I remember in 2001 I could live on 1M for 60 years. I am still single and my expense items and habits are pretty much the same and 1M would be good enough for only 25 years.
We do not really think about it, but we are paying through the nose for the two wars and everything else. You work harder, you gat WAY less stuff for it. My first Saturn SL2 2001 was $14500 - totally pimped out (as for Saturn). In 2007 ION in the same configuration was $23000. I could eat like a king and drive to work on $400-$500 a month in 2001. But the gallon of fuel was $0.98 and a triple-decker club sandwich with drink and chips was 5.75.
Today I spend $1300-$1400 a month for exactly the same lifestyle with the same food in the same restaurants and the same driving distance. But today (I mean literally today) my burger with fries and drink was $12 at Five Guys. It costs $85 to refuel my car that does 29MPG - thanks God, so the tank lasts for an entire week.
Naturally I make more than in 2001, but somehow my lifestyle is exactly the same. I save more too (really less in value, but more in the numbers) and I am pretty sure that in 10 years I will be "a millionaire" too.
Reagan was wrong about trickle-down economics. When no less an authority than Warren Buffett says TDE is nonsense, I'm sold. Giving the wealthiest 5% of Americans a tax break (as if they really needed it) does not mean the lower income classes benefit. The wealthy keep the money and reinvest it. Buffett said the wealthy should pay more in taxes
“The rich are always going to say that, you know, just give us more money and we’ll go out and spend more and then it will all trickle down to the rest of you,” Buffett, chief executive officer of Berkshire Hathaway said in the interview. “But that has not worked the last 10 years, and I hope the American public is catching on.” - quoted from Bloomberg
Chimed in "David Workman": "Being a millionaire just isn't what it used to be, when adjusting for inflation. Being a millionaire today is no harder than having a net worth of $100K in the 1960s. Now, having a net worth of $10 million? That's the new millionaire."
The above statement is very correct. Just since I started into the workforce in the early 1970s the minimum wage has increased from $1.60 per hour to $7.25 per hour. In 1979 I used to rent a 2-bedroom/2-bath 2-story desirable townhouse for $200 per month when I was earning $9.35 per hour working 50 hours per week in a large factory. Gas was running $1.25 per gallon and food costs, utility costs, and health insurance coverage were all running at 1/4 or less of what they cost now. Is my income now $37.40 per hour plus full included benefits including an employer-paid retirement plan? An income of over $100K yearly is what would be necessary just to have kept pace with what I earned at the age of 22 working in a factory in 1979.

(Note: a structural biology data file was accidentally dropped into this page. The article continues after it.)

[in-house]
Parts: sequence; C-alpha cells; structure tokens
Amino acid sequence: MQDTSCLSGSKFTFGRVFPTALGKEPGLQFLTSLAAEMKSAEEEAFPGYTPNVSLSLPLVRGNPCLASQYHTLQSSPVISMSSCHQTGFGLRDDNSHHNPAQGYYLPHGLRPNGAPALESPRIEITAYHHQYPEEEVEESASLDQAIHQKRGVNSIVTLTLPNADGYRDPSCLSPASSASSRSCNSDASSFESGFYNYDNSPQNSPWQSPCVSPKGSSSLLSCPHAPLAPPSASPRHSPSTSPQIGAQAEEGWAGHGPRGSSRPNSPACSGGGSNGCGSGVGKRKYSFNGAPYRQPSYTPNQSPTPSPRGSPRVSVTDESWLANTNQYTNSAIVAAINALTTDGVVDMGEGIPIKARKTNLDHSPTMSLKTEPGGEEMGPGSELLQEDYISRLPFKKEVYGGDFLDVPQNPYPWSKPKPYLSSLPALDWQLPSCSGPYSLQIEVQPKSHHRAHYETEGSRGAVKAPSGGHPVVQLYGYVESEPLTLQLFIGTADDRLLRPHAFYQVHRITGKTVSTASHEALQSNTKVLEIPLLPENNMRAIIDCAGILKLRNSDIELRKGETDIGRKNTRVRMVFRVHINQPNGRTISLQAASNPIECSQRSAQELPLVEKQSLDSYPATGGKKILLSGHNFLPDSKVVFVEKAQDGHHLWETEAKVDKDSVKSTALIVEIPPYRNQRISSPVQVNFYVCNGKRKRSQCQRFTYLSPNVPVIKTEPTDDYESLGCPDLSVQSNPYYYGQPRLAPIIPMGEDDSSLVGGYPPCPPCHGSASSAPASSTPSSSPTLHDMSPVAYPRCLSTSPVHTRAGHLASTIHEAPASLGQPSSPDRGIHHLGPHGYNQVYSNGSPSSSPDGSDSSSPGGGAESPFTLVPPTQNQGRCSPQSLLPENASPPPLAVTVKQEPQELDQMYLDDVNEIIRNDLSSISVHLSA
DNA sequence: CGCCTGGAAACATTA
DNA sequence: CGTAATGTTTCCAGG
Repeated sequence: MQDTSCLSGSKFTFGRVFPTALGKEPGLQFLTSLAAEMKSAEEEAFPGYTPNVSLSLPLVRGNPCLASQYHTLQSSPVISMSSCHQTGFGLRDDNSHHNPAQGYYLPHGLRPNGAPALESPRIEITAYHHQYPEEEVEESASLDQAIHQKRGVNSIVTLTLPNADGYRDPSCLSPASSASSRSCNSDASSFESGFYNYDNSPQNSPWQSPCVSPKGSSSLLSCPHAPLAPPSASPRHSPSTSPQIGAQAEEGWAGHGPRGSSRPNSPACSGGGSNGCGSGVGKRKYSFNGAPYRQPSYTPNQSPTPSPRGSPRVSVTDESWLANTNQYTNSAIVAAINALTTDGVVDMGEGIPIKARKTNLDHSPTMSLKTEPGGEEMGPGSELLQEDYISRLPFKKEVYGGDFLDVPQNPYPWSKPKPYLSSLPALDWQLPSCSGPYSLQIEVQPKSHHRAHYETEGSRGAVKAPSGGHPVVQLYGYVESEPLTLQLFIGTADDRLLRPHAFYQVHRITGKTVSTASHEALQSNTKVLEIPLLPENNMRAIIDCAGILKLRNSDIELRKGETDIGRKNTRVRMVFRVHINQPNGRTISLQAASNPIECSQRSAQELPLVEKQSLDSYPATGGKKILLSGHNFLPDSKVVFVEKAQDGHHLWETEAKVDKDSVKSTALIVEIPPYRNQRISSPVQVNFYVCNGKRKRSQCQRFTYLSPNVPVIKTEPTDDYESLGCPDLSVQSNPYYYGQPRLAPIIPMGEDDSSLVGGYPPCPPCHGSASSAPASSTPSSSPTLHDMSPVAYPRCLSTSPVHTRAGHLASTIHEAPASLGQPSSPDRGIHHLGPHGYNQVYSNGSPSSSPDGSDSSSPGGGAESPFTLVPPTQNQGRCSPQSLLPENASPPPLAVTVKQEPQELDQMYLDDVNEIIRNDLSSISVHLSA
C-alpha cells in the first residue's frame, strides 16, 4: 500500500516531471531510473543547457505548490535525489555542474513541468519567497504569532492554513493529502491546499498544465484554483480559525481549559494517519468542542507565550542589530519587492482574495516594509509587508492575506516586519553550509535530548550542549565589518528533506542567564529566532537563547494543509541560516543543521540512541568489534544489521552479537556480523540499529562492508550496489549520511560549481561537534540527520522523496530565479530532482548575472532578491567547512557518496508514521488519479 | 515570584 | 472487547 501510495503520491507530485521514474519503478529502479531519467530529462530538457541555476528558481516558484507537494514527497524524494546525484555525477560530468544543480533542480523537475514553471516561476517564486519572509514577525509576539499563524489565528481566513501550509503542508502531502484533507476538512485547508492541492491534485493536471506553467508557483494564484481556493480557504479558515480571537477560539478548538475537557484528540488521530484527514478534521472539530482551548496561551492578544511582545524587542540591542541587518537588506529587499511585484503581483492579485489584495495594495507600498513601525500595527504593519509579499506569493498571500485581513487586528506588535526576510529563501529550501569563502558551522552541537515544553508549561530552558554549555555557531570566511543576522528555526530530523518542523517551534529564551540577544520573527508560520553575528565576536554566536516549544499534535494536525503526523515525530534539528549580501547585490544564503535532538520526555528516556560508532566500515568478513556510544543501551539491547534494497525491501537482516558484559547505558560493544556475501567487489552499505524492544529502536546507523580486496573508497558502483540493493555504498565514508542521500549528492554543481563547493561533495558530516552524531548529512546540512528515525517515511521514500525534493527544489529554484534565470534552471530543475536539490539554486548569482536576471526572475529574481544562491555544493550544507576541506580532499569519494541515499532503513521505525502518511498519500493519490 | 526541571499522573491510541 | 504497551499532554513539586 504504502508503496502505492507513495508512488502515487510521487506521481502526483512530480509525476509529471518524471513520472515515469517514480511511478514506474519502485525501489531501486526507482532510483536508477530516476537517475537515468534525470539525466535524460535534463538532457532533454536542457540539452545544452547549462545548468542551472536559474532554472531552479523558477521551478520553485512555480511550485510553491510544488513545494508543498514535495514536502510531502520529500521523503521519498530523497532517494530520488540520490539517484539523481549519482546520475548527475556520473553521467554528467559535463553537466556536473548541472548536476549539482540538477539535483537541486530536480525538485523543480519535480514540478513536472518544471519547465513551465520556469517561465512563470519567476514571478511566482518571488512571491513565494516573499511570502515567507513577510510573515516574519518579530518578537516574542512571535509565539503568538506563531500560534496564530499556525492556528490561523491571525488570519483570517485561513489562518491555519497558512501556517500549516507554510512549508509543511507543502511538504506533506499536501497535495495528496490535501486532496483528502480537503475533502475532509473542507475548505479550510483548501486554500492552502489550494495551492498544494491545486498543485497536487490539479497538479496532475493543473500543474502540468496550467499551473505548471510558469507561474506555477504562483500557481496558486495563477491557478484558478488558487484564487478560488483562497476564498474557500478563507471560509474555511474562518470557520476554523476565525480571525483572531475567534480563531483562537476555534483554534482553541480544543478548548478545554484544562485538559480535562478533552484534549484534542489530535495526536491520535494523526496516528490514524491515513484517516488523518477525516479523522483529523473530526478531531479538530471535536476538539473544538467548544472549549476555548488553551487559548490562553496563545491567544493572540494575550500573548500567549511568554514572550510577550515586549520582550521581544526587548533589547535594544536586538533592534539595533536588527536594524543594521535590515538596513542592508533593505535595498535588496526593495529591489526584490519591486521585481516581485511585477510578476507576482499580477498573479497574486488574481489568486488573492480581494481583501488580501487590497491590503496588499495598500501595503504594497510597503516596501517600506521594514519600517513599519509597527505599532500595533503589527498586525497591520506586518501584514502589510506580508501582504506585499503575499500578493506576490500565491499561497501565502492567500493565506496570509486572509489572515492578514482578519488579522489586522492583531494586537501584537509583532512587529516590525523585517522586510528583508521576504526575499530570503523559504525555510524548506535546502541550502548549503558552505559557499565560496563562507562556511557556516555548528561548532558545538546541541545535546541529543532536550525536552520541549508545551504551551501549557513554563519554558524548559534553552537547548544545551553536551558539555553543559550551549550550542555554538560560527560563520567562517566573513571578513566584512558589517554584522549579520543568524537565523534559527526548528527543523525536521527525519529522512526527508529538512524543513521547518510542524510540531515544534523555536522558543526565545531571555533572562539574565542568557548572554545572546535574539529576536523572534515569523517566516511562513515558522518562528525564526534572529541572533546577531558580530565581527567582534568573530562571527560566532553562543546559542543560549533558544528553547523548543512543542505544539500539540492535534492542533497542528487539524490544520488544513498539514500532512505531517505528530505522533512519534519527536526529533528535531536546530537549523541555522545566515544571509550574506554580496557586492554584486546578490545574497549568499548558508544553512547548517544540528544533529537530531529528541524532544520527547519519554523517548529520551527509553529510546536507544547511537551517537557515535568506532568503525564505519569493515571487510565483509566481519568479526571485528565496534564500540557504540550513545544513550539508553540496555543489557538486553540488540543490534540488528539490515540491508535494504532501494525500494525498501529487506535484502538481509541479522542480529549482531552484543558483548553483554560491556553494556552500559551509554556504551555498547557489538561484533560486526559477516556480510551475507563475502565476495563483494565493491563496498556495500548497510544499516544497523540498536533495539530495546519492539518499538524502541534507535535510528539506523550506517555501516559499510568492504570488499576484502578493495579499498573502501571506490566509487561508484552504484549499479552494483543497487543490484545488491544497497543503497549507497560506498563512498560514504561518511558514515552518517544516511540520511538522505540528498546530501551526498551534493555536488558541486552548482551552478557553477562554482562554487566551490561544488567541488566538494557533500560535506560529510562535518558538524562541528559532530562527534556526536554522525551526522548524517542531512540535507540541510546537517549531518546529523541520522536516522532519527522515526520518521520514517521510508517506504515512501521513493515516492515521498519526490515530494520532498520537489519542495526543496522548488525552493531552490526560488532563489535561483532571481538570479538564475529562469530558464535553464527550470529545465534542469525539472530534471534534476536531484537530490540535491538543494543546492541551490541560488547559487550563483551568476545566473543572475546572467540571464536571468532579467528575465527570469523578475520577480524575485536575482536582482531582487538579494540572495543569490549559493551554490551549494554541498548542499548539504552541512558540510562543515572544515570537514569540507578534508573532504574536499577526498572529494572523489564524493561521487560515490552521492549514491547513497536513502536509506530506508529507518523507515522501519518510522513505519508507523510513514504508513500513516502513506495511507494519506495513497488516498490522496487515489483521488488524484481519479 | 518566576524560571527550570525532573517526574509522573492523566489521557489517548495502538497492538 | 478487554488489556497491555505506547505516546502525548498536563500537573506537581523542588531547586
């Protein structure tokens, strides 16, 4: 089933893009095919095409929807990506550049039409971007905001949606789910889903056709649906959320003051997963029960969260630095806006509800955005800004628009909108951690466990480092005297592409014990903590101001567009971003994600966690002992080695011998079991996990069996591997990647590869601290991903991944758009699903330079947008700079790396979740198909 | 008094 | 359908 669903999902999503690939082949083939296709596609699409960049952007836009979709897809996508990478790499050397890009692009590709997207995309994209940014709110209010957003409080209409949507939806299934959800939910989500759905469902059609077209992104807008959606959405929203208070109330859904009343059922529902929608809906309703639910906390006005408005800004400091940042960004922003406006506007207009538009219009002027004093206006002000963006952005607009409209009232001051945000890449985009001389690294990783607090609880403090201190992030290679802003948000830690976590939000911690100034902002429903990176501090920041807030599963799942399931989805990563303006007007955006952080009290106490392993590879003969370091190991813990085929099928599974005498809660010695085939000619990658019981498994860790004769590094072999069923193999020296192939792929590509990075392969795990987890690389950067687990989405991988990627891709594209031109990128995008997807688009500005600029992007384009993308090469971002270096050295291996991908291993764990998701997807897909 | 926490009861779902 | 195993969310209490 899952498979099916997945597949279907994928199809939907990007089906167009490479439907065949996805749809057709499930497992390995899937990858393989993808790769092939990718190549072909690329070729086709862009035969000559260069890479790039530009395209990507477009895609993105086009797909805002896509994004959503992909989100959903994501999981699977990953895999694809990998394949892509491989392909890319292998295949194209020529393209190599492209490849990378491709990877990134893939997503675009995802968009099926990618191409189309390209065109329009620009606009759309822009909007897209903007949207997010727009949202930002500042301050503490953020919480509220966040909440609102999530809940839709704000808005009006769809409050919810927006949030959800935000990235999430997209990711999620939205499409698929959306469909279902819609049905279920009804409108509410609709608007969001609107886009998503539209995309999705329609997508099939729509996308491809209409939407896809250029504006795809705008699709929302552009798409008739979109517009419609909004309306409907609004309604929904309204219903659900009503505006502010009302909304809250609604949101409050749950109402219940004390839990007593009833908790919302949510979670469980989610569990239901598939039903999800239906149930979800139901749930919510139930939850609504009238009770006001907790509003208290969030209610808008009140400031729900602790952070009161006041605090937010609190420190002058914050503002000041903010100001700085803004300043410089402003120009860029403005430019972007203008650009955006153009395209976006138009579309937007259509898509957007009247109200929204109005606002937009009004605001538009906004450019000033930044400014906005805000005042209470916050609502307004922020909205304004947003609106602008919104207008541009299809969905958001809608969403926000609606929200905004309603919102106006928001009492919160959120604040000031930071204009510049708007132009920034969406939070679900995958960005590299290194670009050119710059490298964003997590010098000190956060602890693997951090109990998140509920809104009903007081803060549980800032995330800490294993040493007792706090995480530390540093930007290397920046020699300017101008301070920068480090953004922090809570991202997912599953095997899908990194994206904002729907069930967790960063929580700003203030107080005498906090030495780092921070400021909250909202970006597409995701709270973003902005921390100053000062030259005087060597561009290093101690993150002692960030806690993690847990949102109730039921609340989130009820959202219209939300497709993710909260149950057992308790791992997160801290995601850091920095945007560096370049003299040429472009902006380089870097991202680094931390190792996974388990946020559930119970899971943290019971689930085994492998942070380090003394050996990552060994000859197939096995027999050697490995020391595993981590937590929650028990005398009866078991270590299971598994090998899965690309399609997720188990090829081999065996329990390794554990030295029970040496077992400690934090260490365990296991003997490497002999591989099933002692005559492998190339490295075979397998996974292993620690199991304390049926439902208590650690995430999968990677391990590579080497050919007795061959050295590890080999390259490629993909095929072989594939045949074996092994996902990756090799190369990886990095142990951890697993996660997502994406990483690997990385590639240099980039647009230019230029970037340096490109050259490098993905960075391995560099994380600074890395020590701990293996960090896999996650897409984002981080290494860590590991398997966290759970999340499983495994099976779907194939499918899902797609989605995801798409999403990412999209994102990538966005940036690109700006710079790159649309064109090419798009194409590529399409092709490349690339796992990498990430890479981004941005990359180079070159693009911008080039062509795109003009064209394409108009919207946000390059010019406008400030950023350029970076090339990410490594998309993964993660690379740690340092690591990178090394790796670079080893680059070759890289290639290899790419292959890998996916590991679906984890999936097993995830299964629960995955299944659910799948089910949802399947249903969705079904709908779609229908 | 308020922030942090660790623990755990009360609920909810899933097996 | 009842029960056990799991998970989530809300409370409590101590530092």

In 1982-83 I earned 25 cents per mile plus $10 per delivery or pickup driving a semi back and forth from Chicago to the East Coast delivering multi-stop refrigerated food products. Is my income now 75 cents per mile plus $30 per stop, since my living costs have more than tripled since 1982? No, in fact, my wages are only up 50% since 1982, despite my additional 30 years of experience in my field, which means that my buying power was double in 1982 over what it is now.
For the average middle and working-class American, wages have been stagnant or have fallen heavily since the 1970s, while average incomes for those of us in the top 10% of the income heap have risen four-fold during the same period. How long do you 10% types think that you can keep reaming the bottom 90% before there is trouble? What has happened this Spring in both Egypt and Tunisia is what happens when the bottom 90% gets tired of getting walked all over.
"The strong performance of the financial markets accounted for the lion's share of the growth,"
The Ponzi schemes, outrageous fees/fines/fine print, minute-by-minute manipulations of the markets, oops-i'm-sorry lousy advice from "advisors", high-salaried "representatives" and "shrewd" bankers, commissions for real estate agents who don't do jack sh!t except unlock a door/withold information/fill in the blanks on template paperwork, and all the other rip-off "business" people who keep selling the American pipe dream that all us stupid, lazy, ignorant peons who bust our asses for 20 years, loyal to our companies and still get laid off/fired, keep buying into. I'm not crying; always knew what a scam consumerism is and I've been gladly working and studying since a babe (first job at 8 years old). Financial professionals get rich while others actually have to work.